Peter and his fellow apostles were convinced that Jesus was the Messiah and, whatever that meant, they would see Him through this prophetic role. But Moses and Elijah epitomized the Lawgiver and Prophet, two sections of the Jewish sacred writings, all authority found in them, and they were read each Sabbath in holy worship. The Father from heaven, however, wanted the apostles to take another look. Moses and Elijah were consulting Jesus, God’s Son, and while they were consoling Him, He was commanding them. You’ve heard the Law and the Prophets, now you will hear from God the Son. Stop thinking you have this figured out. There is much more to know. Hear My Son.
On another day, a smart lawyer challenged Jesus about being holy, laying a trap of sorts for Him, the kind of trap lawyers like to set for witnesses. What is the great commandment in the Law? Whatever Jesus might say, “Hear O Israel, the Lord thy God is one. You shall have no other gods before me.” The lawyer could then say, “Don’t you keep the Sabbath?” “What about idolatry?” “So, you’re in favor of murder?”
But Jesus, knowing this was the reason for his question, actually knew the right answer. He didn’t cite the Ten Commandments, which are examples of right living, but Deuteronomy, “Love the Lord your God with all your heart, all your soul and with all your strength.” While the people stood wondering at this statement, He added, “This is the first and the greatest commandment. And the second is like it, You shall love your neighbor as yourself. On these two commandments hang all the Law and the Prophets.” Matthew 22
Whatever our question is: about the nature of God, the will of God, the standard of God, God’s plan for us, His reason for creating us, our past, our future, and our next step: the answer truly is Jesus Christ.
We had a goofy thing in my childhood called a Magic 8 Ball. It was shaped like the black ball on a pool table and on the bottom was a little window. You asked a question and turned it over to read the answer that would appear. Yes; Count on it; No; or I have no idea. It was stupid, we knew. It gave contradictory answers to the same question asked twice. That’s our human way to get the answers. Do you want God’s way now?
From the fall of mankind, people have been wild and vicious. It was horrible what they could do, and God even stopped it all with a huge flood, narrowing it down to one family to start all over. He kept having to separate out people who would listen to Him from the others, and making the rules very basic. We’ve heard “an eye for an eye, a tooth for a tooth,” and thought that was God’s ultimate justice. No. That is how we become blind and toothless, if we think it’s the ultimate standard. No, this was about limiting retribution. It was a starting place.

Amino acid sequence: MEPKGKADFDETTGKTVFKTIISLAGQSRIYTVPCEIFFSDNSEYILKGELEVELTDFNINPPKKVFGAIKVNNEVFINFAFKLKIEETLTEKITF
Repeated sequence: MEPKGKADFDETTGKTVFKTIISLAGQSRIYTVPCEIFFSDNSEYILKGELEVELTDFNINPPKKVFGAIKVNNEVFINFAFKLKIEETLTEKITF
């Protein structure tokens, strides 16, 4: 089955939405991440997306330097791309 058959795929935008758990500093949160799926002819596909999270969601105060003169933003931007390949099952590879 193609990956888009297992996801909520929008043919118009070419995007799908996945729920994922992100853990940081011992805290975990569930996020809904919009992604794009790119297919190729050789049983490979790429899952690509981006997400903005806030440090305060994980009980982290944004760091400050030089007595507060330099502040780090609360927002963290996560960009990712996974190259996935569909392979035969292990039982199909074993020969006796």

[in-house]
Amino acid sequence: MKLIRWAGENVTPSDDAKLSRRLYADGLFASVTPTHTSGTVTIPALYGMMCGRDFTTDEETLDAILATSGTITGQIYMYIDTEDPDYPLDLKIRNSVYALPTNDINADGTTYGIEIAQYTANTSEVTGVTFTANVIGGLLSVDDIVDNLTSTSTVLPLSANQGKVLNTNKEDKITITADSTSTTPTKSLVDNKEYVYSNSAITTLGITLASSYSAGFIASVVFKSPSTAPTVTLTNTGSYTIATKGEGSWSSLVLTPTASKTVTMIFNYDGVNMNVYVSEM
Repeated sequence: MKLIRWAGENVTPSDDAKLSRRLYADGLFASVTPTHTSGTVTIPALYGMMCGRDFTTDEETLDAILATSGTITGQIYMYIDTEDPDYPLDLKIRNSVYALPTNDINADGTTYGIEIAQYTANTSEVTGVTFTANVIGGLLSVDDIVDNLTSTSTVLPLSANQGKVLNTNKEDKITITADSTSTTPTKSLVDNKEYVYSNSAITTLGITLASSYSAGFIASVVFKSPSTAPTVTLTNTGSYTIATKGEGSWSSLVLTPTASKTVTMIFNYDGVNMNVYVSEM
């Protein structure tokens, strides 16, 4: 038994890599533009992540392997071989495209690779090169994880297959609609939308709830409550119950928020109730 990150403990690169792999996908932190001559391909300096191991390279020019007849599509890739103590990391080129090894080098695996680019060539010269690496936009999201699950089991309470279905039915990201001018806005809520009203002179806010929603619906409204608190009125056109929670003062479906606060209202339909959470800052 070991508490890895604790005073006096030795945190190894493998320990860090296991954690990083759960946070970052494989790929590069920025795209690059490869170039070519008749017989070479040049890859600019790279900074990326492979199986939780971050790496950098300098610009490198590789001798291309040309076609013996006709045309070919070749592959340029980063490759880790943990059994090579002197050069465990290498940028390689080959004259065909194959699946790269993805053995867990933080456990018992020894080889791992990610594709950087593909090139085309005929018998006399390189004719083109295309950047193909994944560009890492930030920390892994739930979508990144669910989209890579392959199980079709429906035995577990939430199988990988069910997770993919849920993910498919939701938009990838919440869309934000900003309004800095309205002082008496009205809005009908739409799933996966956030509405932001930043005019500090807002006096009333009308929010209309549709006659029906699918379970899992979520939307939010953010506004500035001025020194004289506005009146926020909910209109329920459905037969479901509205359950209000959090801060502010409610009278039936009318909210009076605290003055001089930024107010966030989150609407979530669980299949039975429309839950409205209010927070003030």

You’ve watched Western movies. Insult my boots and we’re going to face each other in the street. Frontier justice was all about escalation. God set a limit at equal punishment for equal offense – and no more. Insult my boots, and I will say yours look funny too. Done.
Now comes Jesus. Don’t insult that guy back, let it go. Turn the other cheek. Love your enemy. Give without seeking to get it back. Give him your cloak and your jacket, both. Feed him. Love Him. Do you sense the change here? It’s a higher standard, but look: it’s a standard of another sort. Love, not justice. Love, not bloodshed. Love, not getting over the top of.
We might strive all our lives to be as good as we can, and that ought to be our aim, or at least a measure of our progress. But Jesus, who is the answer, has given us the answer if we hear Him. He’s the one shining on the mountaintop. What does He say? “Love God with everything you have, and love each other as equals.” Then He gives a new commandment at His Last Supper, “Love one another, as I love you.”
Cynical people have suggested that simple humanitarian love, as we might define it, satisfies all of God’s will. We give to Easter Seals and St. Jude’s Hospital, call that love, and feel our other quirks will pass for humility. No. The standard is still Jesus. Are we as good as He is? No? Then you don’t love nearly enough. And what about that 1st and greatest commandment? People try to reverse the order, making their weak gestures of love for mankind the ultimate good. It’s not. It isn’t even good at all. Not without loving God first, which means believing in Him, hearing Him. Learn of Him, stake your existence on Him, follow Him, shed your tears out to Him, make Him your one True God. Let Him define love for you, and direct how your charity be spent, and how much. He is Lord.
We have this dilemma. We should be perfect, or intend to be perfect in His sight, and we aren’t anywhere close to that. He won’t have imperfection in His eternal kingdom, so where are we? Again, He is the answer. That cross was His answer. He died to set our sins aside. We look at the cross and remember what He paid for each of our misdeeds, and we get serious about it. He erased our sins with His blood. It cost Him. We get up and keep walking. And we remember: it’s now about love, a changed nature, Christ-like in how we see Him and how we see our fellow human beings.
And by this discipline, we learn to live in Him. “…waiting for the coming of our Lord Jesus Christ: who shall also confirm you unto the end, that ye may be blameless in the day of our Lord Jesus Christ.” 1 Cor 1